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With currency markets being down on the UK pound amid post-transition concerns, the weak US$ last week caused a wave of short covering that took Sterling through its post lockdown high just above $1.28 and on past the $1.30 level.
This had the effect of wiping out losses caused by the tidal wave of safe haven US$-buying seen at the start of the Covid-19 pandemic.
The US$ remained under pressure, weighed down by the rising number of Covid-19 infections in the States, a resurgent Euro after the bloc agreed to jointly issue debt to fund the region’s recovery programme, on top of ongoing US-Chinese tensions.
The unlimited quantitative easing programme by the US Federal Reserve is also a major factor behind US$ weakness and after opening week around the 94 level, the DXY (US Dollar Index, which measures the value of the US$ against other currencies) dipped to 92.55 – its lowest point since May 2018 – before recovering back to the mid 93s.
US interest rates steady
The Federal Reserve held US interest rates steady last week, but markets were hoping for some additional measures to support the economy. However, Fed chairman Jerome Powell struck a dovish tone in last week’s post-Federal Open Market Committee (FOMC) meeting press conference, adding to the pressure on the dollar.
For now at least, the US$ is expected to remain very much unloved in the FX world. Sterling, on the other hand, has benefitted from the view that perhaps Brexit negotiations are not necessarily at the impasse that investors had previously thought.
Markets are now more hopeful of at least a basic UK-EU trade deal and talks are now scheduled to continue until early October, with an announcement possible after the EU leaders meeting later that month.
On the back of this, Sterling last week broke through the topside of its recent range at US$1.28, causing a surge of stop-loss buying that took it through the psychological $1.30 mark.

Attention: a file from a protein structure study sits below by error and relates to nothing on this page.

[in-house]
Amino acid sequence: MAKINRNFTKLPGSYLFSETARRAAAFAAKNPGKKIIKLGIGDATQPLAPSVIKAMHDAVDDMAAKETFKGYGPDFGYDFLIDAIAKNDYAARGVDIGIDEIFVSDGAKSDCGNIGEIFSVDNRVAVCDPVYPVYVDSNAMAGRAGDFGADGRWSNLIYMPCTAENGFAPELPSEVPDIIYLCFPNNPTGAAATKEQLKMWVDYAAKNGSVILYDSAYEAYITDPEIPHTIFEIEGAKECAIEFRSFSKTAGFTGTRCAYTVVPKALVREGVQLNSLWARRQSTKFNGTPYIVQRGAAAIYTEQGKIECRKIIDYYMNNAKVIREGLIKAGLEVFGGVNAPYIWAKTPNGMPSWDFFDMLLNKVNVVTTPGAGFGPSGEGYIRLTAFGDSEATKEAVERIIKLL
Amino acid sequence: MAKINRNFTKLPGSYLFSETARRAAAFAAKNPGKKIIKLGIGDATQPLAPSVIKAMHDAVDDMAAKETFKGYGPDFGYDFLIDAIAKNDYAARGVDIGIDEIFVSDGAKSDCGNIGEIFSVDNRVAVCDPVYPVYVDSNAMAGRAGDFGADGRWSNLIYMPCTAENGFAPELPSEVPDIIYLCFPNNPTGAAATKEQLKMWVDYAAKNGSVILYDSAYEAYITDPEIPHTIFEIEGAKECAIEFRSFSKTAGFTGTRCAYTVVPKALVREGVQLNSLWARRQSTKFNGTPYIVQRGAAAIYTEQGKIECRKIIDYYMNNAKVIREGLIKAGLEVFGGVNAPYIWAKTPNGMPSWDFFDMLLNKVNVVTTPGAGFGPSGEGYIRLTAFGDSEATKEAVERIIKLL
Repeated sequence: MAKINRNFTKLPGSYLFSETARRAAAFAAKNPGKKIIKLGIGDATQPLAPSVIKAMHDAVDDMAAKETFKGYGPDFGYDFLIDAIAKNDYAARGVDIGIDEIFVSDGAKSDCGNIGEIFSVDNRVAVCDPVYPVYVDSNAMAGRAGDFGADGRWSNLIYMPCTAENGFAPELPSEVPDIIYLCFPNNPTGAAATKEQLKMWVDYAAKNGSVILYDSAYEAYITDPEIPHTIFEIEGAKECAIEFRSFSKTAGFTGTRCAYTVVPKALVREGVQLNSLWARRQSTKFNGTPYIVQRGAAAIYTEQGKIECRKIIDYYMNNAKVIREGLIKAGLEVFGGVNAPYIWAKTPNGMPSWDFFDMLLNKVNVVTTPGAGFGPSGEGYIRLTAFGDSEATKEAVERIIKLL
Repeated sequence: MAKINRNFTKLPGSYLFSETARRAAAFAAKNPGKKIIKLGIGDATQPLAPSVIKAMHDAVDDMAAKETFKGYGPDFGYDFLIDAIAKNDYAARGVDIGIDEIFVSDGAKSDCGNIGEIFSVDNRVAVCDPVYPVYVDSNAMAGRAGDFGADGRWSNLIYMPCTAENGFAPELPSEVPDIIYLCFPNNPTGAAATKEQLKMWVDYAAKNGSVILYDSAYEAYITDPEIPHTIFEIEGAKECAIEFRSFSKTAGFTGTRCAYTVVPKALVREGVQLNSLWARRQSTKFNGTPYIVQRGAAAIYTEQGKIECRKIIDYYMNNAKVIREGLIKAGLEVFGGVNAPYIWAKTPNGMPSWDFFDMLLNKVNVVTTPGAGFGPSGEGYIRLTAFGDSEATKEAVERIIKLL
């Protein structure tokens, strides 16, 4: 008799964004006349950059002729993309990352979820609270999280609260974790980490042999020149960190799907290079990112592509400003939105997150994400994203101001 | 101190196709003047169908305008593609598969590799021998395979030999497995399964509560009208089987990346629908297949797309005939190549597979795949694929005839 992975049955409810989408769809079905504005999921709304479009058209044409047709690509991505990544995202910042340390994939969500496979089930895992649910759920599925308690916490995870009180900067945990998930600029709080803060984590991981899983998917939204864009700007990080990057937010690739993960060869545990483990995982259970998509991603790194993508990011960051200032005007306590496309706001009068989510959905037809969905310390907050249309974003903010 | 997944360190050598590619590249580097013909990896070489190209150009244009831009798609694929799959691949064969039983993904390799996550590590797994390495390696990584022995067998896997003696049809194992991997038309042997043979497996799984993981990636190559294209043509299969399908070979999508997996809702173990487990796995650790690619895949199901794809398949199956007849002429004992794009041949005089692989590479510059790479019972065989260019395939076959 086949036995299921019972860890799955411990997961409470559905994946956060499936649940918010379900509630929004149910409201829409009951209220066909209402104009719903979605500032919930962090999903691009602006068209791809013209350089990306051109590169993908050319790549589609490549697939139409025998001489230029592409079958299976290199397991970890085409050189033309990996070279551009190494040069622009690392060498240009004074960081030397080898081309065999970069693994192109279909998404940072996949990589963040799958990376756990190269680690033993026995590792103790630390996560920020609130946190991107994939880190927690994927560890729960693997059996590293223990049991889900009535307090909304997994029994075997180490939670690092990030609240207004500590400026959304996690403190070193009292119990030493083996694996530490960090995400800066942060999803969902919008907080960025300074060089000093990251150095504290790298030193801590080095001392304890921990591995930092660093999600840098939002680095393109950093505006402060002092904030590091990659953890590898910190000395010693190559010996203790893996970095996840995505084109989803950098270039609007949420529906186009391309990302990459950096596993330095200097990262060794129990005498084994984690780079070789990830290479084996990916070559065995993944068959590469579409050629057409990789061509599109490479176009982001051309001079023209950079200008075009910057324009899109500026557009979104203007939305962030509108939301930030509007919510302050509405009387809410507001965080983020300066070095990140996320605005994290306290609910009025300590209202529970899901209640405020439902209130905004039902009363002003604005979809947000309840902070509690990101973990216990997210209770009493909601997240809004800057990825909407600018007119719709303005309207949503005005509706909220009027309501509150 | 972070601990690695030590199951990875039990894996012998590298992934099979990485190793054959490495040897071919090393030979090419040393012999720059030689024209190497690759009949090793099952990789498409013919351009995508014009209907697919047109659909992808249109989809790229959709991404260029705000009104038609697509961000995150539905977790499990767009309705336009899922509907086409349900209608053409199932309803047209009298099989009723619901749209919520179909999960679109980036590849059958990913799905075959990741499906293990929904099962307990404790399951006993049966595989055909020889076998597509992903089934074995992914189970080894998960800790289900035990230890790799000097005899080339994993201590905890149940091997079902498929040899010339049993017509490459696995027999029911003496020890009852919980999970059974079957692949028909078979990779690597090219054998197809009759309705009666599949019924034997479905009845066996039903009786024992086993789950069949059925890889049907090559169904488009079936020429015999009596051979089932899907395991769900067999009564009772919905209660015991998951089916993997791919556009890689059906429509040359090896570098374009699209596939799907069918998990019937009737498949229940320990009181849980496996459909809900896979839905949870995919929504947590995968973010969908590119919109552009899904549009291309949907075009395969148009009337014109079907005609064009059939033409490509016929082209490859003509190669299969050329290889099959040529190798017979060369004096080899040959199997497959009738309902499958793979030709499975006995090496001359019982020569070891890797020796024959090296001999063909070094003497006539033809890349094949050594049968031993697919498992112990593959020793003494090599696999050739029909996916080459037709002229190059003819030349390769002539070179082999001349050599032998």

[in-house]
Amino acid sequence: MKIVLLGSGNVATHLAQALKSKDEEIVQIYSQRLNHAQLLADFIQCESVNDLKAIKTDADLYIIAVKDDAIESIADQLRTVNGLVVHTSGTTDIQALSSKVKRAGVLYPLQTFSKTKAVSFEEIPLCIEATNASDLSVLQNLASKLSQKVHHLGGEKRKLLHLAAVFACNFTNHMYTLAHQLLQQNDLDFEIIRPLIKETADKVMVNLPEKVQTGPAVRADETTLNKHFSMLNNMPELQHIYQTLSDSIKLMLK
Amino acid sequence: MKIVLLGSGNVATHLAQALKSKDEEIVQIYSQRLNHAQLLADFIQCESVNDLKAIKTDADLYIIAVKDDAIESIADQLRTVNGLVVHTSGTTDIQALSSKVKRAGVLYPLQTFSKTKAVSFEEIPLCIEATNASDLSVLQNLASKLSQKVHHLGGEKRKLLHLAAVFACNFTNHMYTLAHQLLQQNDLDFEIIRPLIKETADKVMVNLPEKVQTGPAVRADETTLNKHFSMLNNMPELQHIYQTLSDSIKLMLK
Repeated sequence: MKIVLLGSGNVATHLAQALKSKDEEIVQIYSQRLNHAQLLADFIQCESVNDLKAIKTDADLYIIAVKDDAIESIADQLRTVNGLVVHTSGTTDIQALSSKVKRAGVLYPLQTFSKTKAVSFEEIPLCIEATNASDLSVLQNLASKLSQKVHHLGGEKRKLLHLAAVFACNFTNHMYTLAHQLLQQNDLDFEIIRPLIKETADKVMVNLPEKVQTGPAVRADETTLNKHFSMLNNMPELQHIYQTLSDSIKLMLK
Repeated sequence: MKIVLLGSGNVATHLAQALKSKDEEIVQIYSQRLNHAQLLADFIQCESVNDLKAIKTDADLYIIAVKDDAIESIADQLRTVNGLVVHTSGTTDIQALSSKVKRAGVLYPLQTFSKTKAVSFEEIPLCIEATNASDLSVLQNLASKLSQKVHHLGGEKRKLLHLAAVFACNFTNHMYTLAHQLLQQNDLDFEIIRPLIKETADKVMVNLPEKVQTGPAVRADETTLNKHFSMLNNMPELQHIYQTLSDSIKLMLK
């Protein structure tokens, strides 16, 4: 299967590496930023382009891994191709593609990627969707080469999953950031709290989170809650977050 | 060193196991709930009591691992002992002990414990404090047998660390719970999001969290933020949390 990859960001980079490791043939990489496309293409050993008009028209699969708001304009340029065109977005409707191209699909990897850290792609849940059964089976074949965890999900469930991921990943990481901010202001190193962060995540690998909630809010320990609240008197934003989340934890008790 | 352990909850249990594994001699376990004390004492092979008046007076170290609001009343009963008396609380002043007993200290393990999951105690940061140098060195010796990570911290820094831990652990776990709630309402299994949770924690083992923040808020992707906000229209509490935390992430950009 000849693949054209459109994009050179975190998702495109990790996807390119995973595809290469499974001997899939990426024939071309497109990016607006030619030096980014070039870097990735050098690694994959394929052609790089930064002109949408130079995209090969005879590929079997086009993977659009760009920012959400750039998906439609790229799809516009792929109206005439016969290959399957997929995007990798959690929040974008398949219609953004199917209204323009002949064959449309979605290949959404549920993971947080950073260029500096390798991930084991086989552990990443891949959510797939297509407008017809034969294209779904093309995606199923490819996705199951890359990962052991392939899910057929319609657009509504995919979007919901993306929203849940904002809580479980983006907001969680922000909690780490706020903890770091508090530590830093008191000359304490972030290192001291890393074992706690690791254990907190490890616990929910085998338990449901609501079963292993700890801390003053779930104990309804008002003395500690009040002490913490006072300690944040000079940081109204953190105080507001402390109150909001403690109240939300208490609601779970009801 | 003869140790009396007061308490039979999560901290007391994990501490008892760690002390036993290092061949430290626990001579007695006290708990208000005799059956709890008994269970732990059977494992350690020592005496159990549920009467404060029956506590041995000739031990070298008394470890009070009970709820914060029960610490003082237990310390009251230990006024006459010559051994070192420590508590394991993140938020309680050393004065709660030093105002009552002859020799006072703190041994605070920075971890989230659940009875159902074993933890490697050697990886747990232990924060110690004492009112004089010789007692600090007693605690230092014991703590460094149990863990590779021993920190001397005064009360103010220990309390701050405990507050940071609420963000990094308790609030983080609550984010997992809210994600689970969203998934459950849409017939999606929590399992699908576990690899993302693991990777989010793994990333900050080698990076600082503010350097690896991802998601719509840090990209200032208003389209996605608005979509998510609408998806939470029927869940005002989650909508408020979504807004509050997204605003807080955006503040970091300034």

This meant Sterling hit its best level (at around 1.3165) since the pandemic-inspired plunge in early March, before easing back slightly over the weekend, though it remains above 1.30.
Sterling strengthened against the Euro, taking the rate from as low as 1.0930 back to the low 1.11s where we open this week.
Potential sterling volatility
The Bank of England meets this week to discuss any change to monetary policy, and though markets aren’t expecting any movement on rates, the post-meeting press conference by BoE governor Andrew Bailey will be closely watched for any mention of negative interest rates and/or any change to the quantitative easing programme.
With market opinion divided on whether the nascent improvement in economic data could lead to a reduction in money printing, or if the overall conditions still require an expansion of the programme, we could see a spike in Sterling volatility around these announcements on Thursday.
Stock markets were under pressure after GDP numbers from the US, Germany and EU weighed on sentiment, with all reporting historically sharp contractions. Even though the US number managed to beat expectations, the quarter-on-quarter figure of -32.9% was significantly worse than its peers, with these numbers ultimately outweighing Covid-19 vaccine hopes that had seen equities rallying.
Gold continued to be in demand due to a number of factors, including its safe haven status, the weak USD and its wealth preservation qualities, and it hit a new record high against the USD at just below 1,988 per ounce over the weekend and remains near that level as we open this week.
Oil was slightly off its recent levels, undermined by the growing Covid-19 infections numbers and the corresponding potential hit to demand, finishing the week hovering around the $40-per-barrel level.
Economic data: this week’s highlights
Monday 3 August
Manufacturing PMIs in Europe and the US
US Factory orders and weekly API oil stocks
Eurozone and US composite and services PMIs
German Retail sales
US ADP employment change and trade balance
Bank of England monetary policy announcement and Governor Bailey press conference
UK Construction PMI
US weekly initial jobless claims
German Industrial production and trade balance
US employment report